4. After spending some time on these above sources the students will be ready to begin learning about veterans and their contributions to our country and communities.

Ito, Emma. “Asian Americans and Pacific Islanders and Japanese Americans in Virginia .” Virginia Humanities. Virginia Humanities Fellow, 15 Dec. 2023, Charlottesville, Zoom

Long, Shang Wendy Wan. The Secret Battle of Evan Pao. Thorndike Press, a Part of Gale, a Cengage Company, 2023.

Phan, S. T. (2021, May). I See My Father in His Image: Asian Legacies and the Civil War. People In Perspective. https://acwm.org/blog/i-see-my-father-in-his-image-asian-legacies-and-the-civil-war/

Featured Lesson Image from Library of Congress: Soldier Group. [Between 1861 and 1869] Photograph. Retrieved from the Library of Congress, <www.loc.gov/item/2018670854/>.

What is a Veteran?

Students will be able to identify the characteristics that an individual must possess in order to be a veteran and the vocabulary that defines a veteran and the jobs they perform.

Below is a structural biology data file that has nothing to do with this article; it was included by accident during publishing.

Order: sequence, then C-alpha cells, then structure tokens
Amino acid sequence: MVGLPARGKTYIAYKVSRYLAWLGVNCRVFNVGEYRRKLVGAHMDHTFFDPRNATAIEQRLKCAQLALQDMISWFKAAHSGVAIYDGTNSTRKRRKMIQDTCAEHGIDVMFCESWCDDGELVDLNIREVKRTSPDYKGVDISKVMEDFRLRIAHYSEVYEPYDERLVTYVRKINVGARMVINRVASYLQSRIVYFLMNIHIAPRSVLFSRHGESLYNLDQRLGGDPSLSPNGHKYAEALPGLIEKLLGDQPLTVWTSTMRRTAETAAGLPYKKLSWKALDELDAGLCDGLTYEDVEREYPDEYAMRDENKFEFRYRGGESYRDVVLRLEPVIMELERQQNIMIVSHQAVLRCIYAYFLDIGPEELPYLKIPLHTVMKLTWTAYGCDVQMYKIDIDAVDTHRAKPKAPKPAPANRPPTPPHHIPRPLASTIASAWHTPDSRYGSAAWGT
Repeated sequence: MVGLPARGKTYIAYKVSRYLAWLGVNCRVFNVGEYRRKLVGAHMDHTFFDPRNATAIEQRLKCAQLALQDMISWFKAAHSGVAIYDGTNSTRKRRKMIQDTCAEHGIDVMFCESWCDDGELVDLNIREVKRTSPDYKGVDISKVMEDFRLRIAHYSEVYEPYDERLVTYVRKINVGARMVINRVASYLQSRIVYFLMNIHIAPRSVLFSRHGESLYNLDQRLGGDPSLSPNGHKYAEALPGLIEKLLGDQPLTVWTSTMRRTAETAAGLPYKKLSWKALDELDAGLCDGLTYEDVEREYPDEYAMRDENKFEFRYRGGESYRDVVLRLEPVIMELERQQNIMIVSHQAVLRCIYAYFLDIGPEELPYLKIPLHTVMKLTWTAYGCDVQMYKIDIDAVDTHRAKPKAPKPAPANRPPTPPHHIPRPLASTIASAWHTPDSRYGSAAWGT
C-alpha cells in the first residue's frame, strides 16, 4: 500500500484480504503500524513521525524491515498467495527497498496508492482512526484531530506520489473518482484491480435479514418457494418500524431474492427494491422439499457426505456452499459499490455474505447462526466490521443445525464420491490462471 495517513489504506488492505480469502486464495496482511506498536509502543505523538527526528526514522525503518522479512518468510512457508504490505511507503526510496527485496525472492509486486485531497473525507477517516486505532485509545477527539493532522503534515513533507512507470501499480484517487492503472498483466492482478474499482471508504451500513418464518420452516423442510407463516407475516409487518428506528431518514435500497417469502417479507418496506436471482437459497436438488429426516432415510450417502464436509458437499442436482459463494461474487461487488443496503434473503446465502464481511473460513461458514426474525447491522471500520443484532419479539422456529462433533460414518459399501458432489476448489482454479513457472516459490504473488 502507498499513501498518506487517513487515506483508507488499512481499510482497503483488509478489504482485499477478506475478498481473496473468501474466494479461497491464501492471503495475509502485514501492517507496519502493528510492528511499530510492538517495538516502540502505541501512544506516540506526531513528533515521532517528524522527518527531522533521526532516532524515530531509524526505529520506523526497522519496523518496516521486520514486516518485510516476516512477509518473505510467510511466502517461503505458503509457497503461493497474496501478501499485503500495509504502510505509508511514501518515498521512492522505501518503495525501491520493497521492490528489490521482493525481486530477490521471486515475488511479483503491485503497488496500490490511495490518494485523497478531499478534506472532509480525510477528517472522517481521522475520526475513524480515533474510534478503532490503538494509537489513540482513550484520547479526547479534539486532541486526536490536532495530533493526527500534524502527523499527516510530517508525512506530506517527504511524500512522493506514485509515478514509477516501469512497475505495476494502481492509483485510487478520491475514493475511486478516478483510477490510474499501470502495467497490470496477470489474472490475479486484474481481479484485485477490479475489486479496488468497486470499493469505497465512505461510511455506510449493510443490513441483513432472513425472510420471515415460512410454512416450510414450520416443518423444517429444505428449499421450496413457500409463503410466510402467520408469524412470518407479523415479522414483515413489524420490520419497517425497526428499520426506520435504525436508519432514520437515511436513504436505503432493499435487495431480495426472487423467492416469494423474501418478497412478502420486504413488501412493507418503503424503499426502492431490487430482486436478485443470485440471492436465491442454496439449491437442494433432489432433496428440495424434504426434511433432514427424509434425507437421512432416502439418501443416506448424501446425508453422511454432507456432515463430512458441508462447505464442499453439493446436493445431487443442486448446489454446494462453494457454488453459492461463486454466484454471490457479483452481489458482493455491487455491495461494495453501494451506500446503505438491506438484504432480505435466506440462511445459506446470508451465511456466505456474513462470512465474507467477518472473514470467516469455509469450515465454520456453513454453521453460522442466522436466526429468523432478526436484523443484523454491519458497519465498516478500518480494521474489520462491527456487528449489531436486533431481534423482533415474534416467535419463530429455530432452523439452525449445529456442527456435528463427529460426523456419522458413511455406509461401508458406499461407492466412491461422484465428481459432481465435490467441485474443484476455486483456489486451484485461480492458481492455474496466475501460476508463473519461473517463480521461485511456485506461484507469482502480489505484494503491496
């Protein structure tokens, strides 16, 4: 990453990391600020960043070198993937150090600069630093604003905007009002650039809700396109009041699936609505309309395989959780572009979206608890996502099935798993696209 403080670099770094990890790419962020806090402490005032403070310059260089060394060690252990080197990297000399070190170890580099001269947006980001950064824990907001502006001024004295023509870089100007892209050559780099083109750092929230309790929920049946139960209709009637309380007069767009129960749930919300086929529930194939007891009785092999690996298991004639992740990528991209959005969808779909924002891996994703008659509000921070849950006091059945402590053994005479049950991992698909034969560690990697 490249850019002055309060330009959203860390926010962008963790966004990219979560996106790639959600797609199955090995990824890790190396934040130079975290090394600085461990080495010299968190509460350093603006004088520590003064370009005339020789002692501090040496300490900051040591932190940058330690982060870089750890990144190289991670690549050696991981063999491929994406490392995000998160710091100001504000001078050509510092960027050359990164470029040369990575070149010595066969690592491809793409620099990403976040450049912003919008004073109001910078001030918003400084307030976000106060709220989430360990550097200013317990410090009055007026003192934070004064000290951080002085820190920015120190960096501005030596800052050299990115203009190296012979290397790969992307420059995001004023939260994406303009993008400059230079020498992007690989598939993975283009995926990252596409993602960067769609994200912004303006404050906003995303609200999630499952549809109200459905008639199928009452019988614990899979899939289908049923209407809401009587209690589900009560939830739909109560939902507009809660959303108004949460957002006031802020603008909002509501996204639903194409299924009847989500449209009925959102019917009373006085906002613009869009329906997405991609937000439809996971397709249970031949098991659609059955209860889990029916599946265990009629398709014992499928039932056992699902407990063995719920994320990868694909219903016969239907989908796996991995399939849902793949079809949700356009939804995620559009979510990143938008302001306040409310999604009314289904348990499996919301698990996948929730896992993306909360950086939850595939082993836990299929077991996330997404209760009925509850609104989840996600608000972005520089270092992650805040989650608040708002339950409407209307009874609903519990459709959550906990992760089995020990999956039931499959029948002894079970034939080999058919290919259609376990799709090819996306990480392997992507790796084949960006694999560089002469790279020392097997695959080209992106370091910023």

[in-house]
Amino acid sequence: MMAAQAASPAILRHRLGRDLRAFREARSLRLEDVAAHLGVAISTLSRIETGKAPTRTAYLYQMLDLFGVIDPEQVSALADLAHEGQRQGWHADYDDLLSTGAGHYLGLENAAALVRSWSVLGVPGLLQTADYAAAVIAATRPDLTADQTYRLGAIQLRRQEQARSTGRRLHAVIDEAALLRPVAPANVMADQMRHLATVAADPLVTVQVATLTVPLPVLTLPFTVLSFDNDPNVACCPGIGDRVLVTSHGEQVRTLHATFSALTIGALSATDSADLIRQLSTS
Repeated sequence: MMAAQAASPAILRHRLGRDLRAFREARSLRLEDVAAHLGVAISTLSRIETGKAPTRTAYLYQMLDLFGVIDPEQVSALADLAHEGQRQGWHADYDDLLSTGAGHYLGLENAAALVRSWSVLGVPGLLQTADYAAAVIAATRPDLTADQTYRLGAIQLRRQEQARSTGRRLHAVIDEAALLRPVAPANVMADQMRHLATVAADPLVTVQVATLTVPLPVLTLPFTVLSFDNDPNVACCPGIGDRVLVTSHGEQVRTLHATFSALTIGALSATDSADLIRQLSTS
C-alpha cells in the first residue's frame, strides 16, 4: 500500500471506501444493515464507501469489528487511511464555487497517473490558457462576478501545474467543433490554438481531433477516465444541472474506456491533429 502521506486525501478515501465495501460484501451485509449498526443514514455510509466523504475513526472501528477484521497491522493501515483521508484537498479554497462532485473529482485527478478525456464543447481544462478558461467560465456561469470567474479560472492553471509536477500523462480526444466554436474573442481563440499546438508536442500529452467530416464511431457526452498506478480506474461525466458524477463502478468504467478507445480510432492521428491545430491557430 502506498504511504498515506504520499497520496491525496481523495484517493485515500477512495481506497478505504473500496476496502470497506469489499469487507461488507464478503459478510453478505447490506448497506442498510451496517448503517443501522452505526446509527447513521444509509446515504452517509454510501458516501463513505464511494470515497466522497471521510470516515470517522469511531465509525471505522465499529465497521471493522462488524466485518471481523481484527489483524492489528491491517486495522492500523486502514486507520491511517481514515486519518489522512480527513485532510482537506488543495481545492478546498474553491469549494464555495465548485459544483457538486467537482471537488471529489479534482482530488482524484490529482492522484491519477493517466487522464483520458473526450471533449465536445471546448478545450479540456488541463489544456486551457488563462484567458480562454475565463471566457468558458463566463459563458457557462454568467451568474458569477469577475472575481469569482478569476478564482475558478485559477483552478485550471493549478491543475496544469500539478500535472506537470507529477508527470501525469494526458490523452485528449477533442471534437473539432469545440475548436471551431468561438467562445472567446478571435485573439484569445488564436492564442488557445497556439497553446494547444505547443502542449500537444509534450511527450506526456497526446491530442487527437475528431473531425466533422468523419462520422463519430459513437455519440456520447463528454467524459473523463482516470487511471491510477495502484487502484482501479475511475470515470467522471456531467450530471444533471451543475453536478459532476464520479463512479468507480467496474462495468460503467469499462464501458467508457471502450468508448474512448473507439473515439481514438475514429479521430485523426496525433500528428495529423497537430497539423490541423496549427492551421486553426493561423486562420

• Veteran – noun
    • A person who served in the military
  • Service – noun
    • The act of helping or doing work for someone
  •   Sacrifice – verb
    • an act of giving up something valued for the sake of something else regarded as more important or worthy.
  •     Enlist – verb
    • Enroll or be enrolled in the armed services
  •  Branch – noun
    • A specific part of the larger military
  •  Military – noun
    • The armed forces of a country
  •   Officer – noun
    • A person holding a position of authority in the armed forces
  1. Students will watch this video (https://www.loc.gov/item/2021690847/) from the Library of Congress giving basic information about interviewing Veterans. 
  2. Explain to students that we will be completing an activity that is similar to what the Library of Congress.
  3. Next students will be divided into pairs and given a paper with a list of vocabulary words associated with Veterans.  Students will work together to come up with definitions for the words and share out with the group.  Students will compare definitions and decide upon which ones they prefer (the ones they came up with or the given ones from the teacher)  
  4. Next students will compile a list of characteristics that a Veteran possesses, list the branches of the military. Watch a short video about Veterans (embedded below)